The black flags have been showing up at various right-wing protests, such as last weekend’s “Health Freedom Rally” in Spokane, Washington—really a low-turnout affair mainly comprised of anti-vaccination protesters standing on a street corner, waving flags. One of these was a black American flag. Another one turned up when the protest moved to Riverfront Park.
The same flags have been showing up on people’s home flag displays as well, as Michelle Davis of Living Blue Texas observed in a post headlined, “Are Your Republican Neighbors Planning On Killing You?” Primarily, videos of people erecting these flags on the fronts of their homes are being widely shared on social media, particularly TikTok and Facebook; Davis reported finding hundreds of them.
Black flags have a particular historical meaning for Americans: They first appeared on Civil War battlegrounds, carried by some Confederate Army units, and symbolizing the intent of the soldiers to neither seek any quarter nor give any—essentially, the opposite of the white flag of surrender, signifying that enemy combatants are to be killed rather than taken prisoner. It’s a vow to massacre their enemies.
Its use in the Civil War primarily appears to have been featured in some of the heinous massacres of Black Union soldiers in the war, notably at the Battle of the Crater and at Fort Pillow. Both battles are considered Confederate atrocities.
The people posting the “black flag” videos on TikTok appear primarily to use two different pieces of music as accompaniment: The first, “Raise the Colors,” is a gloomy sea shanty from Pirates of the Caribbean 2; the second, the song “God We Need You Now” by country rapper Struggle Jennings and cowriter Caitlynne Curtis, features QAnon-derived lyrics that threaten retribution for the people who “desecrate” the “values of our country and our God”:
We've been dancing with the devil way too long
I know it's fun but get ready to pay your dues
Oh God, come back home
This crazy world is filled with liars and abusers
We need you now before we're too far gone
I hope one day they finally see the truth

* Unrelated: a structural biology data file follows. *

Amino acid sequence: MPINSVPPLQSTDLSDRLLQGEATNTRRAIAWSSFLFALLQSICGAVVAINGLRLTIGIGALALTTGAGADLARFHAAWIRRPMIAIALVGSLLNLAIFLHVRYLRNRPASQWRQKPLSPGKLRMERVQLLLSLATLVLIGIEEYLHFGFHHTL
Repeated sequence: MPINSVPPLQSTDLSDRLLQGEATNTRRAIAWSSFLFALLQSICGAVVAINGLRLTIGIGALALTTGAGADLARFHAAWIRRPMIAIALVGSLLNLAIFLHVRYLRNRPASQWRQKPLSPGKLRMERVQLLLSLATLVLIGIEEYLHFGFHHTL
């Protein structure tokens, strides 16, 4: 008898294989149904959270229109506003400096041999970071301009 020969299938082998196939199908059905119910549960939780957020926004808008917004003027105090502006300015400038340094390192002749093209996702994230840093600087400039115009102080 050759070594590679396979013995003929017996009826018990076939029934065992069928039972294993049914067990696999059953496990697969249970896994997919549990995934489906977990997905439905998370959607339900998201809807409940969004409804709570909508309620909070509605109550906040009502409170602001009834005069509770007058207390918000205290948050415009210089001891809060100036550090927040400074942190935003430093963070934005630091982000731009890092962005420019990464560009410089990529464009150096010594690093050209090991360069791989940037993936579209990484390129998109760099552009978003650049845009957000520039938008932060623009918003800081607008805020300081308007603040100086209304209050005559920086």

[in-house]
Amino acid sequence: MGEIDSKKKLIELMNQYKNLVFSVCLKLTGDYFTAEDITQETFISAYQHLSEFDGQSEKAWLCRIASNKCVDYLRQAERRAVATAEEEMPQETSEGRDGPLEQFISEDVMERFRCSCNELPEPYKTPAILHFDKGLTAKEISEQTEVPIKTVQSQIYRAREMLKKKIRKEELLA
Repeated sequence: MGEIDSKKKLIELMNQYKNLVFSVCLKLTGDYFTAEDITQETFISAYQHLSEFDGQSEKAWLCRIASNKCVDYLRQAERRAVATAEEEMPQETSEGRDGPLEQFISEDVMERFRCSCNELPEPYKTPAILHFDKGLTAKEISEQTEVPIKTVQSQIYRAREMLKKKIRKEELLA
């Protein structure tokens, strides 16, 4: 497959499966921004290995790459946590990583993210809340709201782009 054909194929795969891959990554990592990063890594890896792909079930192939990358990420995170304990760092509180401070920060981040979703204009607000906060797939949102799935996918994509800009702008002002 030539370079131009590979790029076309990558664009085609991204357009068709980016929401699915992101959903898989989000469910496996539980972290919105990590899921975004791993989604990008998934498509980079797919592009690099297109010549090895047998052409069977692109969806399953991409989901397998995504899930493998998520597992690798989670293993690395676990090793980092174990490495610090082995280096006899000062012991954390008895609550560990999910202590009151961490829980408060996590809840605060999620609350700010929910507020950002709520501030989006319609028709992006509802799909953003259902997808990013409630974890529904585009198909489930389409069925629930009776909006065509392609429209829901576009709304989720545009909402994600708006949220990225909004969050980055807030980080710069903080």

God, we need you now
Davis noted that the same right-wing channels where the black flag-raisings are being posted are similarly rife with “patriots” advising their cohorts to prepare for a civil war. “Who are their enemies? Pretty much any non-Conservative. You know, Democrats, Liberals, LGBTQ, BIPOC, and the vaccinated,” she notes. “So, we're the enemy, and they're openly professing to want to execute us.”
Their primary grievance appears currently to revolve around COVID restrictions, with a number of military members talking about their imminent discharges for refusing to be vaccinated.
“The biggest message they have been sending out is, ‘it's time’ or ‘the time is now’,” Davis notes. “They primarily use Tik Tok as a recruiting tool and let others know their willingness to commit violence. Then they tell people to message them or where to find them on Telegram.”
Some of the people posting videos of black flag hangings appear to be police officers, including one from Pea Ridge, Arkansas, who takes pains to carefully fold and unfold both his ordinary American flag and his all-black version. Several “black flag” groups have already formed on Facebook, and some Twitter accounts, such as the Michigan-based “Great Lakes Black Flag Coalition” (“Our mission is to unite Liberty minded organizations, communities and individuals for the purpose of promoting and restoring Freedom”) specifically reference the symbol.
American far-right extremists have fantasized about embarking on a “second civil war” for several decades now, but the idea began building in intensity during the tea party years, when militia groups like the “Three Percenters”—whose name references its members’ desire to embark on a “second American Revolution”—began attracting significant numbers of participants. It began gaining real traction during Donald Trump’s tenure as president, mainly through the growth of such phenomena as the “Boogaloo” movement, which is specifically focused on preparing for a civil war.
Trump himself encouraged this narrative by threatening to unleash a civil war if Congress dared to impeach him, which sparked a wave of fevered preparations among his “patriot” fans in the Oath Keepers, Proud Boys, Three Percenters and similar far-right groups. When it became apparent late in the 2020 campaign that he was likely headed for defeat at the polls, the civil-war discussions became intense, particularly among militia groups and white nationalists who were engaged in street-brawling protests, and “Boogaloo” activists tried leveraging street protests as opportunities for violence. Terrorism experts warned even then that fanatical Trump supporters were likely to engage in acts of mass violence.
This same, faux-patriotic worldview is what eventually inspired the Jan. 6 insurrection at the Capitol, which was the apotheosis of the GOP’s two-decades-and-longer descent into right-wing authoritarianism, fueled by eliminationist hate talk, reality-bereft conspiracist sedition, anti-democratic rhetoric and politics, and the full-throated embrace under Trump of the politics of intimidation and thuggery. There was a reason the insurrectionists believed they were all partaking of a “1776 moment”: they envisioned themselves as heroic patriots saving America from the commies.
If anyone believes the radicalized American right’s drive to push the nation into bloody civil strife was somehow expiated or exhausted that day, they only need check the presence of black American flags the next time there is a right-wing protest in their town. Or maybe they can just check the front porches in their neighborhoods.
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